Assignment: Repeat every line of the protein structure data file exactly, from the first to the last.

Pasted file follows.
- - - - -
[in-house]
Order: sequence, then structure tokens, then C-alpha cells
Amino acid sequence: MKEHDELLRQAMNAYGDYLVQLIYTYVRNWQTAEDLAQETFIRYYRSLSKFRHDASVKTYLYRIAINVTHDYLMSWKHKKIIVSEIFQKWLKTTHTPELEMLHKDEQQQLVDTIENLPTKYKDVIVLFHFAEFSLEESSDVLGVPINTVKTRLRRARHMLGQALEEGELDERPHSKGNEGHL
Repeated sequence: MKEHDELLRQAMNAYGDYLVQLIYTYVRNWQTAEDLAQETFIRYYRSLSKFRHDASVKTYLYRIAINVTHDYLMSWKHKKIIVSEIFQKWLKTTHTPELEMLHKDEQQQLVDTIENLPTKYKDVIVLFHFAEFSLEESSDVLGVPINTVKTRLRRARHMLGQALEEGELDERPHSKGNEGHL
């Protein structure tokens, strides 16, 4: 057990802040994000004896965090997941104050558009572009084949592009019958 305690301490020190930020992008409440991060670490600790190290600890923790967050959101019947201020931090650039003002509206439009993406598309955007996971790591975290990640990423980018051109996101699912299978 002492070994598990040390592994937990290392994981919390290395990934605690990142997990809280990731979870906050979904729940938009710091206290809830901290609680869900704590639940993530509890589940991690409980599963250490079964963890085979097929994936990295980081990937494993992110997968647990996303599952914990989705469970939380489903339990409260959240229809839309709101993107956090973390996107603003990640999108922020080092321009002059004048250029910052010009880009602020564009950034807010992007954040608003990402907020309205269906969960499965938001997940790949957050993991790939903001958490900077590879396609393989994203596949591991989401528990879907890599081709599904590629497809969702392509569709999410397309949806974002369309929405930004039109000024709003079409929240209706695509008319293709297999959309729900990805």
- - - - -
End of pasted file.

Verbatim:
[in-house]
Order: sequence, then structure tokens, then C-alpha cells
Amino acid sequence: MKEHDELLRQAMNAYGDYLVQLIYTYVRNWQTAEDLAQETFIRYYRSLSKFRHDASVKTYLYRIAINVTHDYLMSWKHKKIIVSEIFQKWLKTTHTPELEMLHKDEQQQLVDTIENLPTKYKDVIVLFHFAEFSLEESSDVLGVPINTVKTRLRRARHMLGQALEEGELDERPHSKGNEGHL
Repeated sequence: MKEHDELLRQAMNAYGDYLVQLIYTYVRNWQTAEDLAQETFIRYYRSLSKFRHDASVKTYLYRIAINVTHDYLMSWKHKKIIVSEIFQKWLKTTHTPELEMLHKDEQQQLVDTIENLPTKYKDVIVLFHFAEFSLEESSDVLGVPINTVKTRLRRARHMLGQALEEGELDERPHSKGNEGHL
């Protein structure tokens, strides 16, 4: 057990802040994000004896965090997941104050558009572009084949592009019958 305690301490020190930020992008409440991060670490600790190290600890923790967050959101019947201020931090650039003002509206439009993406598309955007996971790591975290990640990423980018051109996101699912299978 002492070994598990040390592994937990290392994981919390290395990934605690990142997990809280990731979870906050979904729940938009710091206290809830901290609680869900704590639940993530509890589940991690409980599963250490079964963890085979097929994936990295980081990937494993992110997968647990996303599952914990989705469970939380489903339990409260959240229809839309709101993107956090973390996107603003990640999108922020080092321009002059004048250029910052010009880009602020564009950034807010992007954040608003990402907020309205269906969960499965938001997940790949957050993991790939903001958490900077590879396609393989994203596949591991989401528990879907890599081709599904590629497809969702392509569709999410397309949806974002369309929405930004039109000024709003079409929240209706695509008319293709297999959309729900990805």